28 September 2017

International Day for Universal Access to Information 2017: A Day to Celebrate the Essential Work of Libraries

For libraries, the contribution of access to information to building stronger, fairer and better societies is obvious. They are a place whith no barriers to getting hold of the knowledge needed to learn, innovate and create, or simply take the right decisions. 

DA2I means finding content relevant to me, with the skills and support I need to use itEven as information has become abundant, it is clear not only that libraries are trusted, but that they are particularly essential for the groups most in need of a hand-up. This is because access is about more than just having the book, the journal, the computer or the mobile in front of you, but it is also about being able to find relevant content, to understand and apply it, and to have the skills and freedom to create your own. 

This access cannot be taken for granted. There are still great challenges associated with getting the remaining four billion people online. To give them the skills and confidence necessary to take advantage of the opportunities, to ensure the availability of local content, and to guarantee to all that they can exercise the right to free expression will take further efforts. But they will be worth it.

Beyond Government Information

The International Day for the Universal Access to Information originally focused on access to government information – how was money being spent, how were decisions being taken. This contributes strongly to ensuring that public authorities are genuinely focused on serving the public. Libraries play a significant role here, as centres where people can access government information, as trusted repositories of historic and current documents, and as catalysts for civic engagement. 

In its Development and Access to Information (DA2I) report, IFLA has taken a broader view. It has argued that access to all types of information – government documents, academic research, news, market data, educational content, social media – needs to be taken into account if individuals are to benefit fully, and the Sustainable Development Goals to be achieved.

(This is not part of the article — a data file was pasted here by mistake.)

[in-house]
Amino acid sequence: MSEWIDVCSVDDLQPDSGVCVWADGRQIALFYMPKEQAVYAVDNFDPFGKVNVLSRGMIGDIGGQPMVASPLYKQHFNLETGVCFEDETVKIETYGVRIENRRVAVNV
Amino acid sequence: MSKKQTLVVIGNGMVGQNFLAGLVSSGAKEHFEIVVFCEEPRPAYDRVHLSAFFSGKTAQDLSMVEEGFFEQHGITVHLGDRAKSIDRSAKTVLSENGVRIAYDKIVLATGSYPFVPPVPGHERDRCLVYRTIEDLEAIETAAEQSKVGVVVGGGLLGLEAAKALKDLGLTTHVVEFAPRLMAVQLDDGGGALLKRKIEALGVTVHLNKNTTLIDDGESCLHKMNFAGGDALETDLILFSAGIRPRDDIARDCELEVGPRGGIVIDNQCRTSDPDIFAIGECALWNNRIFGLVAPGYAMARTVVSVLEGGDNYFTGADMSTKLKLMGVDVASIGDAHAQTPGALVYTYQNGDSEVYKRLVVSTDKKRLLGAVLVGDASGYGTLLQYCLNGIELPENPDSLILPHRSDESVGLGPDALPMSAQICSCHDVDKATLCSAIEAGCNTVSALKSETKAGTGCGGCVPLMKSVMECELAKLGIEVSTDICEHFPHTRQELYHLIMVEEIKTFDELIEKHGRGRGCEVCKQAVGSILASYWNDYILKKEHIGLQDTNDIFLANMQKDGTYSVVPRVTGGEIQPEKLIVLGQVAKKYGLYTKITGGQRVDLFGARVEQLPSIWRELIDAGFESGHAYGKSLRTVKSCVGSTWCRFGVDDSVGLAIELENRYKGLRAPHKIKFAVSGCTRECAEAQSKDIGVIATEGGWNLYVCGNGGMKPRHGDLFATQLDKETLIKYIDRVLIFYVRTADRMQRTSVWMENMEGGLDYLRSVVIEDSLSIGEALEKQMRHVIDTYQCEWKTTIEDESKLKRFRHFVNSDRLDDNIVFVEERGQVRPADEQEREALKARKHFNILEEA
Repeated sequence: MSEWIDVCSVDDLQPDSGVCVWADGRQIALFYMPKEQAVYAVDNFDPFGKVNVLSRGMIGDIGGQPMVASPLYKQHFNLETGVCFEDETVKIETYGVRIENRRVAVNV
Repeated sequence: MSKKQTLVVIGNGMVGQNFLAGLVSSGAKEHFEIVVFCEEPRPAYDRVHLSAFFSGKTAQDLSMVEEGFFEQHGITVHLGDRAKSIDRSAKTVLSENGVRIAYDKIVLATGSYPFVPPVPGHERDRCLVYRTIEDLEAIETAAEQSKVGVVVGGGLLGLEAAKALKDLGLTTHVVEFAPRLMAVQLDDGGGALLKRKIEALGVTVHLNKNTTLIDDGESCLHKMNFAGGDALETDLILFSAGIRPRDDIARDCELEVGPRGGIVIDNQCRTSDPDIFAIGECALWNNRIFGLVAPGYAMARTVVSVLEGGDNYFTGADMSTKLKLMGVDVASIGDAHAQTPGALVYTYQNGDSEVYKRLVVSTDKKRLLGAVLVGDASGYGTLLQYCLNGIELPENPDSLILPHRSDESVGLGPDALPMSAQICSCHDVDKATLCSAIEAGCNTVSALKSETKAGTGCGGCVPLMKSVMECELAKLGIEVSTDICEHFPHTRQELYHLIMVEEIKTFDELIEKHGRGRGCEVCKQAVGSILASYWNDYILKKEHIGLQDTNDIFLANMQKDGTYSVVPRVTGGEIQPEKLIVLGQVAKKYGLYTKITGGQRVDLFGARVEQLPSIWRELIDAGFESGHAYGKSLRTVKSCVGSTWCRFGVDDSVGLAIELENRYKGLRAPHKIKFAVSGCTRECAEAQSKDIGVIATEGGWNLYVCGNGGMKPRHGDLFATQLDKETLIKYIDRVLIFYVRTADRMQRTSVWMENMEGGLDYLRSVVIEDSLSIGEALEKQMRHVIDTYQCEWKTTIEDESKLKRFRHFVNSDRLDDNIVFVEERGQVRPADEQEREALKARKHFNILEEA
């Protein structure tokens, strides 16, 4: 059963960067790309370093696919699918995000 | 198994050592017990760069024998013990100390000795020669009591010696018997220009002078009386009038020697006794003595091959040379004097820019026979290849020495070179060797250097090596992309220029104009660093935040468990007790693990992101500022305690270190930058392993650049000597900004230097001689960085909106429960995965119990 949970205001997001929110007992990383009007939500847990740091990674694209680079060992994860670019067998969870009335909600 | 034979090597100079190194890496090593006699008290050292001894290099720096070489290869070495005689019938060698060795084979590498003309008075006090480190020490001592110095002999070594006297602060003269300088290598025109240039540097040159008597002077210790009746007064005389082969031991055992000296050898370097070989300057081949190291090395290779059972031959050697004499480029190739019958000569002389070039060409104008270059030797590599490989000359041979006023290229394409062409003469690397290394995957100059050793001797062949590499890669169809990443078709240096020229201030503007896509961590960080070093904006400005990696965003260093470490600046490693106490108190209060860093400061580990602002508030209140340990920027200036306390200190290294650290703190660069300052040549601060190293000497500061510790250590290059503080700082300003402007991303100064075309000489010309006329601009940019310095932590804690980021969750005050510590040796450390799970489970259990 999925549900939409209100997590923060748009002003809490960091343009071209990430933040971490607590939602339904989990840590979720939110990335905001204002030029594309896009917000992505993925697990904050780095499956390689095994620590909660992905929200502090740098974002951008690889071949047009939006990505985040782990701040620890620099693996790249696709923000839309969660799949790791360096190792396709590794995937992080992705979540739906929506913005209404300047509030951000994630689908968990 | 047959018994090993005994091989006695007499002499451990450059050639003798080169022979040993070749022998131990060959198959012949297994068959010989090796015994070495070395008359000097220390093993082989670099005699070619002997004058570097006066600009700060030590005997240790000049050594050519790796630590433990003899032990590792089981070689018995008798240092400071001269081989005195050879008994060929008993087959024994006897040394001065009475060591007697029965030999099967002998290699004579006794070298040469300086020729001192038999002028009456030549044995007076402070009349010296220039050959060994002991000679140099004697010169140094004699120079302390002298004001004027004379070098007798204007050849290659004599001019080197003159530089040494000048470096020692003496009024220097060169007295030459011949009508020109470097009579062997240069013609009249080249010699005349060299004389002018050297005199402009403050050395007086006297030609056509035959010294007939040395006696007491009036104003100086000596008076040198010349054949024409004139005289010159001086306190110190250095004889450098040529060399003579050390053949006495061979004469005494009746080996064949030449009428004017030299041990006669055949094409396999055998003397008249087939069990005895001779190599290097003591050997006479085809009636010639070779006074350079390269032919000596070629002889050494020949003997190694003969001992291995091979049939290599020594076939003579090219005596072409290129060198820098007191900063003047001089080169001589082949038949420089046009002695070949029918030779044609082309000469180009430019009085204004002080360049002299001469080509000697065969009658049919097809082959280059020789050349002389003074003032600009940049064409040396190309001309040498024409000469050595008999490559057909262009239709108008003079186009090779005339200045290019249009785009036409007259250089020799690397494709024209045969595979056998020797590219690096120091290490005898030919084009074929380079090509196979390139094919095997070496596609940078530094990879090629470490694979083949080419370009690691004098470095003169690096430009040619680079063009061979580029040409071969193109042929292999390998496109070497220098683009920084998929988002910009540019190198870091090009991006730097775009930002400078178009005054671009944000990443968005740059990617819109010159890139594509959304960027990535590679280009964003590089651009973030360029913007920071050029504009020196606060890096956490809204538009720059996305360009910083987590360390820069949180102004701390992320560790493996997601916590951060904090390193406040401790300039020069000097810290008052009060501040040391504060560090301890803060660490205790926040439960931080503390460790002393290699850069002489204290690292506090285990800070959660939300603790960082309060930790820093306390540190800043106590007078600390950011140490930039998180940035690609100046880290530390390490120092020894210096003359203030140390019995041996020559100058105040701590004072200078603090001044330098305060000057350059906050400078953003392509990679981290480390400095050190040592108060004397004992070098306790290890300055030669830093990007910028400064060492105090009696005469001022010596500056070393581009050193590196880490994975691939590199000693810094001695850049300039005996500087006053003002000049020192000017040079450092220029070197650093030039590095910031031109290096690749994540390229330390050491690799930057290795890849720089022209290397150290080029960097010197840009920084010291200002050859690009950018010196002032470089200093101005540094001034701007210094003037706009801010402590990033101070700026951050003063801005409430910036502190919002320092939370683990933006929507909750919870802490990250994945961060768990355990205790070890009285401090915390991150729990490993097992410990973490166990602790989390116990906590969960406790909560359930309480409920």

This is both about information on those who govern – in order to improve policies and their implementation – but also on crucial everyday matters, such as health, agriculture, job opportunities and training. 

You can find out more about the report in our recorded webinar – this is available in English, French and Spanish. In addition, IFLA’s community will be sharing what development and access to information means to them today on social media, under the hashtags #DA2I#Lib4Dev and #AccessToInfoDay.

All Can Contribute to Providing Access for All

IFLA therefore encourages governments, businesses and civil society to work together to promote access – inclusive and meaningful access, to all types of information – as a driver of development. In libraries, they will find both strong supporters and willing partners. IFLA’s Development and Access to Information report, developed in partnership with TASCHA, offers both evidence of initiatives that work, and baselines which will allow all partners to measure progress. We encourage all to use this and the associated materials, and look forward to hearing your ideas. 

To take part and tell others what development and access to information means to you, simply download the template (in English, French and Spanish), print it out, write in your own answer, and post it onto social media with the hashtags #DA2I, #Lib4Dev and #AccessToInfoDay.

For more information and to download the DA2I report, please access the DA2I website: DA2I.ifla.org

Access to information, Access to knowledge, Development, Information literacy, Internet access, Libraries, Development and the UN 2030 Agenda, AccessToInfoDay, DA2I

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